No one learns to love as he ought unless he first learns to properly distinguish good things from bad things. Now this might at first seem obvious, but a cursory look around this country of ours suggests that Americans are profoundly divided about which things are good (and therefore to be pursued and loved) and which things are bad (and therefore to be avoided and despised.)

One reason for the profound divisions about the nature of good and evil in our society is the erosion of those social institutions which, in accord with reason and nature, are so vitally necessary to shaping the character of a people. I’m thinking especially of the family, but this is also true of many of our schools and universities, workplaces, social clubs, labor unions, neighborhood associations, and so on.

Think of where you learned the most important lessons of your life: what to love and how to love it well; how to forgive and ask forgiveness; how to work hard and celebrate joyfully; how to help others and rely on others; how to trust and to keep trust; how to receive wisdom and how to pass it on; how to stand up for one’s self and how to defend the weak.

My guess is you didn’t learn these lessons from the state.

These lessons are invariably learned in the midst of those “lower-level” social institutions which are most under threat in our culture today. Most of us only step into a voting booth every few years; almost all of us spend most of our time in the midst of precisely these threatened social institutions. This is where the vast bulk of our contribution as citizens is made.

So the good citizen must take special care for those institutions of a “lower order” than the state, what Catholic social thought calls Subsidiarity. Without the health of these institutions, the state would be deprived not only of good citizens, but of all those other social goods that the state exists to protect in the first place.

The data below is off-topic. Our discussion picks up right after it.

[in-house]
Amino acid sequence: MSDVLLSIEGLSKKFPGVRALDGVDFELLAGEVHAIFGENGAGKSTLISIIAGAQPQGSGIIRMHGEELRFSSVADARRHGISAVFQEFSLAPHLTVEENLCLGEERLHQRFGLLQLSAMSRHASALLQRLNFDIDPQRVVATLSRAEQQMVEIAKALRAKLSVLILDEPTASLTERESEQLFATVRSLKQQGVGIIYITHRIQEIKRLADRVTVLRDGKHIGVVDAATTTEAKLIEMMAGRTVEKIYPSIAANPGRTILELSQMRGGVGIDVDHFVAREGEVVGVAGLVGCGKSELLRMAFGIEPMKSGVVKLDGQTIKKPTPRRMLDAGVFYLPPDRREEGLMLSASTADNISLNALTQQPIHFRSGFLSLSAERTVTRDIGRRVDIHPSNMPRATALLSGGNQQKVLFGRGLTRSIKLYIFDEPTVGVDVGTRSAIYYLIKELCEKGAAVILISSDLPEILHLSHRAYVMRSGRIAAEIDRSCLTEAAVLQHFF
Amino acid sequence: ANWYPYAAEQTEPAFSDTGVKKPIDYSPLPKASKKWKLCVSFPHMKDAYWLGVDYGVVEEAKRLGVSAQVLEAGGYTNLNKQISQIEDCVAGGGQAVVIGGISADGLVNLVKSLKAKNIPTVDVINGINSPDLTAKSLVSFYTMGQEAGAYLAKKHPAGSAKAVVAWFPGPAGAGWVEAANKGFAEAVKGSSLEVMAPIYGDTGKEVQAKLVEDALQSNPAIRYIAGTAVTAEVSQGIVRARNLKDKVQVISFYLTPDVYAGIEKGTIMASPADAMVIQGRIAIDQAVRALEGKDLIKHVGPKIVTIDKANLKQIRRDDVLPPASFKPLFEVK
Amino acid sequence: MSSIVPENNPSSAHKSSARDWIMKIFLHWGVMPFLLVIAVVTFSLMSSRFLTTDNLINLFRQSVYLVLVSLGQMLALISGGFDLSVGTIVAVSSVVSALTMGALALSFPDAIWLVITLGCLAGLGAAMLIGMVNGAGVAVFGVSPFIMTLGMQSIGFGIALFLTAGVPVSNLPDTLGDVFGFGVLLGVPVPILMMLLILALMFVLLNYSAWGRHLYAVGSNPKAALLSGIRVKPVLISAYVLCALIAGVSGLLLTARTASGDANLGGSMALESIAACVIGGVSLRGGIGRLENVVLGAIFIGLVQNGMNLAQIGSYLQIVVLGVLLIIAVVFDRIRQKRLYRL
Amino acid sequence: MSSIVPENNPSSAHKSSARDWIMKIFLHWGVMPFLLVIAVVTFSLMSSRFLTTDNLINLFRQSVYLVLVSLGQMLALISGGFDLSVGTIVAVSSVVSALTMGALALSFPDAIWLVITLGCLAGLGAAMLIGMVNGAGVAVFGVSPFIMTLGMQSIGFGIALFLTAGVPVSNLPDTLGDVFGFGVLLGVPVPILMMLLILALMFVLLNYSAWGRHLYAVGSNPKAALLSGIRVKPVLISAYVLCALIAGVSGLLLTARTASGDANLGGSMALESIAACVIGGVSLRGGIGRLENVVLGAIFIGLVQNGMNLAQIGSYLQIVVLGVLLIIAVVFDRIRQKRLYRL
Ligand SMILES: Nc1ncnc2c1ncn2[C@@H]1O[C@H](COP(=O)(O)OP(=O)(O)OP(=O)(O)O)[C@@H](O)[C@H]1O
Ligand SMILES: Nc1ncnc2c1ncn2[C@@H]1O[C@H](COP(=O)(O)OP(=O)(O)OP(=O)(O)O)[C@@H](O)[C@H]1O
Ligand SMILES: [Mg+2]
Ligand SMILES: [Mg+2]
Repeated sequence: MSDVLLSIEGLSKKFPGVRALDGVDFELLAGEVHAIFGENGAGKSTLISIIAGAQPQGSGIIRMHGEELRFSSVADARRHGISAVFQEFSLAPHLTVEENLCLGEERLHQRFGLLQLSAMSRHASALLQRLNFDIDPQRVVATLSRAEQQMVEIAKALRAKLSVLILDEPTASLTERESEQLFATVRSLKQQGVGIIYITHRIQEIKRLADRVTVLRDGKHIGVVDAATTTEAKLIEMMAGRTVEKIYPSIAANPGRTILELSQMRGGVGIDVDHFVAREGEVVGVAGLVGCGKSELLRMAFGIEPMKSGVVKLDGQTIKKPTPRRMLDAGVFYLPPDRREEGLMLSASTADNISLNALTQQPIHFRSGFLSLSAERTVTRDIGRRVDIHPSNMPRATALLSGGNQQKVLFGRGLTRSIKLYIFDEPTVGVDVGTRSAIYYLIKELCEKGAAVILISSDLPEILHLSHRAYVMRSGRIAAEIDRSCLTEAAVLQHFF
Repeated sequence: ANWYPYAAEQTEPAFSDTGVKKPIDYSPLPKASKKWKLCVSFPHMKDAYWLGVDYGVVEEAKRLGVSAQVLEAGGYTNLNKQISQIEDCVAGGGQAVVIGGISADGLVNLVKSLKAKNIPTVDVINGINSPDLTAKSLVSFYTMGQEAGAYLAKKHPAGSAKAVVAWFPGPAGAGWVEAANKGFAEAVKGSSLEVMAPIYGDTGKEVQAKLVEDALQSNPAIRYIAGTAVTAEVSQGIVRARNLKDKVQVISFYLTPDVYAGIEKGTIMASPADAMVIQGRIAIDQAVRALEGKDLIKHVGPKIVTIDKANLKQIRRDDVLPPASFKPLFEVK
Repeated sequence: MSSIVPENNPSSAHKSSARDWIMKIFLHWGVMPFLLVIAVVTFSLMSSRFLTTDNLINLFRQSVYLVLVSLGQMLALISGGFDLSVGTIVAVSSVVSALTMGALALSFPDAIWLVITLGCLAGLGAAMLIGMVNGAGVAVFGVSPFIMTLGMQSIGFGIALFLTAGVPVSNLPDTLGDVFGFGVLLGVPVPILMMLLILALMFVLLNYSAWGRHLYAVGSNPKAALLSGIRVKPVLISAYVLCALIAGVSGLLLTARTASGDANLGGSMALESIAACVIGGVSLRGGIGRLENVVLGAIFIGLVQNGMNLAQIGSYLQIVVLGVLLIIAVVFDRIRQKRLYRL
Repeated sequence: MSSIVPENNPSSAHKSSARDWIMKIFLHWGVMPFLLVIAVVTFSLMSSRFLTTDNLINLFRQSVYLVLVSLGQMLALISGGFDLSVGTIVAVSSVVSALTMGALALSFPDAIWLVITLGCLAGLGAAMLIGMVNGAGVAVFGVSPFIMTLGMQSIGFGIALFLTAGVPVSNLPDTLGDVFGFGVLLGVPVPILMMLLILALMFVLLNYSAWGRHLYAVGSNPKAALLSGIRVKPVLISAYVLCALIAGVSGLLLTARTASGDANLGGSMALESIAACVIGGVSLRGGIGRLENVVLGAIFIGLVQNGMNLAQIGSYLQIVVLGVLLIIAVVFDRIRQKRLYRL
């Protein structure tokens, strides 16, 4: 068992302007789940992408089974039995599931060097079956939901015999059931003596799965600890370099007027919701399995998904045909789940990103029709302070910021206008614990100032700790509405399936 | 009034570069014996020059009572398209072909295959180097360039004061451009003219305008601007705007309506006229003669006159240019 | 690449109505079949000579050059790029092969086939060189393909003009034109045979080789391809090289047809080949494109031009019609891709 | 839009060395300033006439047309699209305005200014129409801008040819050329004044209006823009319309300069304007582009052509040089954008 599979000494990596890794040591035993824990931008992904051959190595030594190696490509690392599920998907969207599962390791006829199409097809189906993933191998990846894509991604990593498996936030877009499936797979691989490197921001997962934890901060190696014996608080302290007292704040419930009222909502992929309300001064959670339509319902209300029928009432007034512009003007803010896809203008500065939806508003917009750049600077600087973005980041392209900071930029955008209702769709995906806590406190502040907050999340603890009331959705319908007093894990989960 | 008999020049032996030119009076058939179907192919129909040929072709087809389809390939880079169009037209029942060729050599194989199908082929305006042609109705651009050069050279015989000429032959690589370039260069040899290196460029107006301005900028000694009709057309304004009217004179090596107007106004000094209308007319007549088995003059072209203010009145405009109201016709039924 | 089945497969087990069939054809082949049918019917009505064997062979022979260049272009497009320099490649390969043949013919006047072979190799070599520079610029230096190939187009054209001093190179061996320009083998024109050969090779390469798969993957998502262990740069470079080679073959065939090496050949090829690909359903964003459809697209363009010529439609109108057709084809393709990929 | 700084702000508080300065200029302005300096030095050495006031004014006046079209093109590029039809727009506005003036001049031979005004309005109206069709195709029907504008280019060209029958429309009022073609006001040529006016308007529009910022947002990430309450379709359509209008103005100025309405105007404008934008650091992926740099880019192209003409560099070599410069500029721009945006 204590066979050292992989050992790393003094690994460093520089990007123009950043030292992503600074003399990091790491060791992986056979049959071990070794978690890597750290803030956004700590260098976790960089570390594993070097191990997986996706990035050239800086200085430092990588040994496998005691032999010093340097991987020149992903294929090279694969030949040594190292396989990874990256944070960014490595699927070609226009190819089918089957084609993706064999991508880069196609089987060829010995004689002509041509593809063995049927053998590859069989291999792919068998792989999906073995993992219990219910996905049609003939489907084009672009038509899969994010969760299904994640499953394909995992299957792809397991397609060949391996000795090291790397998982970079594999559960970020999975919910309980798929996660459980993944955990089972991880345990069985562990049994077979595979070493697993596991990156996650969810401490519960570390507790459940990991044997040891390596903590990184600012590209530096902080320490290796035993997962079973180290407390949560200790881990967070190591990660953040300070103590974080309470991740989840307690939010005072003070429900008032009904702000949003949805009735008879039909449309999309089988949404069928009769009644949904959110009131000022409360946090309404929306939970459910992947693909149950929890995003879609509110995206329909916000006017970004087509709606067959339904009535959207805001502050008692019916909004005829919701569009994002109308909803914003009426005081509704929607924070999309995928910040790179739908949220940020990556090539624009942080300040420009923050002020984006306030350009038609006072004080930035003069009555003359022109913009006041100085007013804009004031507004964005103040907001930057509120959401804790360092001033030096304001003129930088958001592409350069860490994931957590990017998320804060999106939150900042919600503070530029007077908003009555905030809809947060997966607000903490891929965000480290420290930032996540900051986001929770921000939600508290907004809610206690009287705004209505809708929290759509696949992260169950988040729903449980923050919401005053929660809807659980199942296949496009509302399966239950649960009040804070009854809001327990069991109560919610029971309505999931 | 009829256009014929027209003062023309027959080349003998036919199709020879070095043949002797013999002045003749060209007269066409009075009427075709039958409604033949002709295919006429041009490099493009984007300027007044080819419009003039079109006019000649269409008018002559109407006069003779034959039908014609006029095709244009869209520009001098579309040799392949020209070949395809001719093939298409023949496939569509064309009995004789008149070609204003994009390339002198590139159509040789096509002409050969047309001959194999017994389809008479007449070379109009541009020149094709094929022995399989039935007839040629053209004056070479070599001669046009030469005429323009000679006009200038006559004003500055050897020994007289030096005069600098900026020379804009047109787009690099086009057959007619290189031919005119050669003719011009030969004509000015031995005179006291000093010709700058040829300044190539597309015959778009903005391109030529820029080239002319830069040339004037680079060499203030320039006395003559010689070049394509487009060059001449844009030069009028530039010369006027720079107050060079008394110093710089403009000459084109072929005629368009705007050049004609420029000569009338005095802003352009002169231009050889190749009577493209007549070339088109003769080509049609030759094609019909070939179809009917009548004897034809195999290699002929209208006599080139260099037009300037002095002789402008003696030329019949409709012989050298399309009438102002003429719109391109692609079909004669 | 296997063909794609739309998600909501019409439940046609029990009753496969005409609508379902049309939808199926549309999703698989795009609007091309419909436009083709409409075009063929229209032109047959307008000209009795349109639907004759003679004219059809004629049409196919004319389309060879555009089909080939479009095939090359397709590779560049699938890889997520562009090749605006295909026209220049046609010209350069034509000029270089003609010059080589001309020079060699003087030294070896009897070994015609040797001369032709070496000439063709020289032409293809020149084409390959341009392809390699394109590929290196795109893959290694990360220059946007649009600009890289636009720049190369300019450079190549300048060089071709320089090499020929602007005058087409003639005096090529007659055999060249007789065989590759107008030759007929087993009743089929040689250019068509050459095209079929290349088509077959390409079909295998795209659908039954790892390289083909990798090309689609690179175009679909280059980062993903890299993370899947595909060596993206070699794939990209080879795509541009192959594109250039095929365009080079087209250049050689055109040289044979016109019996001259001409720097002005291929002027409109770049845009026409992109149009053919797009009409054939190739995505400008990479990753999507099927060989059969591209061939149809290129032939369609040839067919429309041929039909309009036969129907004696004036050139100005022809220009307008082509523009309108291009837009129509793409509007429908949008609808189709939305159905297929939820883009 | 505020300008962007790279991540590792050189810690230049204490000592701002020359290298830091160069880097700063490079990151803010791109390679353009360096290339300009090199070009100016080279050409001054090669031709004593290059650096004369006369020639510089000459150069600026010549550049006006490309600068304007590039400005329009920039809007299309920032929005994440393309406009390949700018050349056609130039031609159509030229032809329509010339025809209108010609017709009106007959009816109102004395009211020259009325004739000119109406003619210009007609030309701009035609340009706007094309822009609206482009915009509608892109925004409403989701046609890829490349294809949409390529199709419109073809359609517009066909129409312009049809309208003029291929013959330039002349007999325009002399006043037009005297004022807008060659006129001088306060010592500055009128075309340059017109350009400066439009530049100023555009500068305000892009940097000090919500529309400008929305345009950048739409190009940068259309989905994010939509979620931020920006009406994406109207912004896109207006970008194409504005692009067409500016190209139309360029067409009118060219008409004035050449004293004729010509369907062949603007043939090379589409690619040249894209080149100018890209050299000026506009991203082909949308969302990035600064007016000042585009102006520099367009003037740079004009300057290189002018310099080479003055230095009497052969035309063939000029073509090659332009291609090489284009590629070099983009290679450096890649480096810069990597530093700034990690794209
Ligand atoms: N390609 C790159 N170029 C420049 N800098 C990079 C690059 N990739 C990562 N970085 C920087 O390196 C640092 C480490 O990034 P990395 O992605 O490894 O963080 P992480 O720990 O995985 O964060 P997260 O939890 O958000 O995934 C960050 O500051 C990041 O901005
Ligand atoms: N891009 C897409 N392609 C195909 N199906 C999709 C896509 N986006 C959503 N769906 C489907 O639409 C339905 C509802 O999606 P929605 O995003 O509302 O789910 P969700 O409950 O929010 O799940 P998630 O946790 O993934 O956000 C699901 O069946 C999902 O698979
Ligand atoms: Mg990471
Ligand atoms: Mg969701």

Finally, in addition to loving the political community to which he belongs, and caring for the “little platoons” of society on which the larger political community depends, the good citizen also loves what is higher than politics.

The good citizen worships God because that is what the creature owes his Creator in justice. In worshiping God, the good citizen also acknowledges the limits of politics and refuses to demand of the state what the state cannot give. By ordering his love to the highest good, man ensures that his other loves are ordered as well. And in acknowledging a truth above politics, man acknowledges a common standard by which our differences might be resolved and our divisions healed.

Election day is just one day. One day does not a good citizen make. Loving God first – and family and country second – is for every day.


You may also enjoy:

Pope Benedict XVI On Subsidiarity

+James V. Schall, S.J. The Present American Polity

Stephen P. White is executive director of The Catholic Project at The Catholic University of America and a fellow in Catholic Studies at the Ethics and Public Policy Center.